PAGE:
Re Yukon News article, What’s next for YEC?:
I read the above article and would like to comment on some points made by Keith Halliday.
I agree with your analysis that giving control of our energy assets to the big conglomerate, ATCO, would not be a wise decision.
They managed our electrical assets, through Yukon Electrical Company Ltd., for several years after we purchased them from the Northern Canada Power Commission.
When all was said and done, this proved not to be a great benefit to Yukoners. So why would we step back into this quagmire?
Swapping and selling of some assets, on the other hand, so we have one company to generate and transmit electricity and one company to distribute/market the power, does make sense to rid the system of redundancies and duplication which drive up the costs to customers.
I also agree that the root cause of the current political controversy is the need to raise future capital for new infrastructure (i.e. Mayo B and onward). ATCO would love to get their foot in the door, not for the piddly infrastructure and market we have now, but for the long term, when the need
grows for large scale hydro/and or coal with inter-ties to the outside world, as well as a natural gas pipeline and its ramifications.
However, I would like to debate the last half of your article, which sounds like a neoconservative document, where you analyze the need for major infrastructure of our power supply in the next 20 years.
I do not know where you got your facts about the need for an additional 1,750 gigawatt hours by 2029, but it certainly was not in the Yukon Energy 20 Year Resource Plan document.
Mayo B was not even on the spotlight in this document.
Do we even really need this project?
The only reason it is now on the radar is because there is a $71-million freebie from the feds, and political motives.
Let’s take a step back and look at our power needs.
We have not developed any power generation since the fourth wheel in Whitehorse in the ‘80s.
Why? Because we don’t need it.
As this is being written, we have surplus power on the grid and have had such since the Faro mine shut down, which took 40 per cent of the load. Yukon Electrical currently sells power to several government agencies and the chosen few private commercial customers at very cheap rates to get rid of some of this surplus; it is called secondary energy.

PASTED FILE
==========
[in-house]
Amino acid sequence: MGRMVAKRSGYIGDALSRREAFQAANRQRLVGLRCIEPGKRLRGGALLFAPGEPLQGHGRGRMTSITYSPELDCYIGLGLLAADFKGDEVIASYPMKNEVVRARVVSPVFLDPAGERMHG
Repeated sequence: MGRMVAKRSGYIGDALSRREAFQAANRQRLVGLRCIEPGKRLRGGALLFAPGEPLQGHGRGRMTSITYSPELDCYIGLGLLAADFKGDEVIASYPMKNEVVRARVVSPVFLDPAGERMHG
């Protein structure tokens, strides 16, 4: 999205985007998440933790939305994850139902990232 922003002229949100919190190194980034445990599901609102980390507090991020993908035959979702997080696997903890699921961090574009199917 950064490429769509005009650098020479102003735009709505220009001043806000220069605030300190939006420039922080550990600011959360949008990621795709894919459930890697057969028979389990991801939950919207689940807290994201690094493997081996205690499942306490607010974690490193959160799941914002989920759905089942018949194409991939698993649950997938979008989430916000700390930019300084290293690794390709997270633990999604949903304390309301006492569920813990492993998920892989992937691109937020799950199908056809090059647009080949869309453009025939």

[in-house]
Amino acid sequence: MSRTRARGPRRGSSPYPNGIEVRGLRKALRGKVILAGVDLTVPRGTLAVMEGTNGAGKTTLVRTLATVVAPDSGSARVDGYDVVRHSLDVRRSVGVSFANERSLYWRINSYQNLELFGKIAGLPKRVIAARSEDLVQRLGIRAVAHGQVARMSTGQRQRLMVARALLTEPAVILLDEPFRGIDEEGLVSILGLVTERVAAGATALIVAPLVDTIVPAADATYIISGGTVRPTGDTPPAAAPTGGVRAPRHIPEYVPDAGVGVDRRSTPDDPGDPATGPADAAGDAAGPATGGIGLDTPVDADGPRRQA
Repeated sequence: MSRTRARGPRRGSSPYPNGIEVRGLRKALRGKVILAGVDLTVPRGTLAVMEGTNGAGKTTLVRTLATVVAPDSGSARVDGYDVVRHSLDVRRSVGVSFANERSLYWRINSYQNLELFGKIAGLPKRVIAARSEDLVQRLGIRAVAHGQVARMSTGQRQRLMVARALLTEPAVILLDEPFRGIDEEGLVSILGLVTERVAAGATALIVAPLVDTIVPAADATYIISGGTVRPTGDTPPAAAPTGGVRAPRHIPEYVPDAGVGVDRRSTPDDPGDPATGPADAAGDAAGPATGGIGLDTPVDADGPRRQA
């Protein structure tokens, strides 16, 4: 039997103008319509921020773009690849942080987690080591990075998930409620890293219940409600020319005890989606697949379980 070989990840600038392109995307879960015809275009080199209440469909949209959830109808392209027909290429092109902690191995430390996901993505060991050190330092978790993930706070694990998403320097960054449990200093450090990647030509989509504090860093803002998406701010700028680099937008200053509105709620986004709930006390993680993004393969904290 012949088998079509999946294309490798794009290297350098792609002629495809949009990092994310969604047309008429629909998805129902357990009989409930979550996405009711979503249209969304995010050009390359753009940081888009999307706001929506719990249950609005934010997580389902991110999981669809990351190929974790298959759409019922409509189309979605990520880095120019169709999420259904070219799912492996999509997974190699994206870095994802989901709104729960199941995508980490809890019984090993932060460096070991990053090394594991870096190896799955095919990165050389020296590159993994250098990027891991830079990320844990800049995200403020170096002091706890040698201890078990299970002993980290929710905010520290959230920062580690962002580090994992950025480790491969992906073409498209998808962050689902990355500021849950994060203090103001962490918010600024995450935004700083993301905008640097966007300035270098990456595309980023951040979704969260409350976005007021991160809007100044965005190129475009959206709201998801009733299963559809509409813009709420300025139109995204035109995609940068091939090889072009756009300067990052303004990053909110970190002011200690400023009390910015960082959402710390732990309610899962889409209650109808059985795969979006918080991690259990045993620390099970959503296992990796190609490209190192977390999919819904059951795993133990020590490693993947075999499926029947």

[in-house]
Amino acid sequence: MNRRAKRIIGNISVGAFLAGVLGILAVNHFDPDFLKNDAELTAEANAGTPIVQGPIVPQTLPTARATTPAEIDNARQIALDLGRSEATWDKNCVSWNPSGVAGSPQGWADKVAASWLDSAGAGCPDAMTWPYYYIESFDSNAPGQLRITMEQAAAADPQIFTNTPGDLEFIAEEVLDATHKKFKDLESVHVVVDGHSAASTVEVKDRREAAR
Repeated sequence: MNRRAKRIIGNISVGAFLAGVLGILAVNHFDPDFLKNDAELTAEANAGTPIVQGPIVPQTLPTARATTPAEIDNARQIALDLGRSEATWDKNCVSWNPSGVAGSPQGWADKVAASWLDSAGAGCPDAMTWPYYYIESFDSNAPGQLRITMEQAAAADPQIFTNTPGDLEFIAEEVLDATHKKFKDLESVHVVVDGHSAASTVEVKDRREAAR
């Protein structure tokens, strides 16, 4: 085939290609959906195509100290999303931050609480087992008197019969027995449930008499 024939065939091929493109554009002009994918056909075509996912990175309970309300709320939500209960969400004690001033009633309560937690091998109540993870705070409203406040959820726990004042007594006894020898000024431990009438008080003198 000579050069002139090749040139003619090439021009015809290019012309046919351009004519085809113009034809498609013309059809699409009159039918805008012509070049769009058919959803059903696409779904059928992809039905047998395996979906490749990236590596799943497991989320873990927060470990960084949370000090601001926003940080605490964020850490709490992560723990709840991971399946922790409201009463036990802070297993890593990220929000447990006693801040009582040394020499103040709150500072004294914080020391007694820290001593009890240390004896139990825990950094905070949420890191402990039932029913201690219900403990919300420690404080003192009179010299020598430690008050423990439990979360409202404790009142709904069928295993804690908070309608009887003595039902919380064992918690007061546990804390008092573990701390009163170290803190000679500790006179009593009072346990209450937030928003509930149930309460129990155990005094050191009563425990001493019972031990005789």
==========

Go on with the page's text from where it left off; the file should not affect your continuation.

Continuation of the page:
Yukon Energy also plans, in the very near future, on building the third wheel at Aishihik, which will provide another seven megawatts.
The major problem we have with our power supply is during peak hours of usage (this is a common occurrence with most grids), in the morning and evening (mostly during the winter) when everyone is home at the same time doing all their domestic duties.
At these times we may have a shortage in capacity.
This could be easily remedied by storing more water in Marsh Lake for the winter, but all the affluent cottage owners in the flood plain put a kibosh on that idea before it even got to the regulator.
What the companies have to do is figure out a way to measure and sell cheaper power during the day and night when there is a surplus, thus offering an incentive for customers to install timers to charge equipment or heat their water tanks during this period. And more opportunities for conservation initiatives (DSM-demand side management) need to be investigated and implemented
The utilities also have to adjust to individual customers/independent producers who want to put in a photovoltaic (sun energy) or small wind turbine or run-of-the-river systems, so this power can be sold to the grid when activated yet access power when these are not available (the wind isn’t blowing, or the sun isn’t shining).
Now for my dissenting opinion.
You state that our various governments used up all the infrastructure monetary reserve to subsidize rates under the Rate Stabilization Fund. Originally this fund was paid for by the government of the day and was then, theoretically, a subsidy.
When the Yukon Party took over the reins, they placed this funding on the backs of the Crown corporations, Yukon Energy and Yukon Development.
This, I would argue, would no longer be considered a subsidy, but a dividend back to ratepayers (Yukoners who truly own the corporations) who were paying escalated rates due to the closure of Faro and rampant diesel fuel costs.
This fund used up approximately one-third of the yearly profits out of the publicly owned corporations’ coffers, which left them with the rest to invest in infrastructure.
The real problem is not with providing rate stabilization, but the ever escalating bureaucracy and resulting costs at the Crown corporation level along with the duplication of staff and work in administering our electrical needs.
If the utility companies cut costs and offer affordable, reliable energy, we would not need rate stabilization.
It is truly ironic that all my right-wing friends who make this same argument, that we are using this valuable infrastructure money for a rate subsidy, are the first ones to bitch about the steady increase in their power bills.
Or the green left wingers who want the utilities to charge full cost for power to encourage conservation, but want the utilities or the rest of us to give them a grant (provide funding) to install a windmill at their cottage.
So, where does your (and, it appears, Premier Dennis Fentie’s) view, that we have this immediate need for more electrical generation, fit in?
Or do you know something we don’t, or is it the conservative mentality of “build it and they will come?”
All your talk about this great need for new power supply only wakes the utility elephants, like ATCO and Transalta, to roll over and swallow the mouse.
Roger Rondeau, president
Utilities Consumers’ Group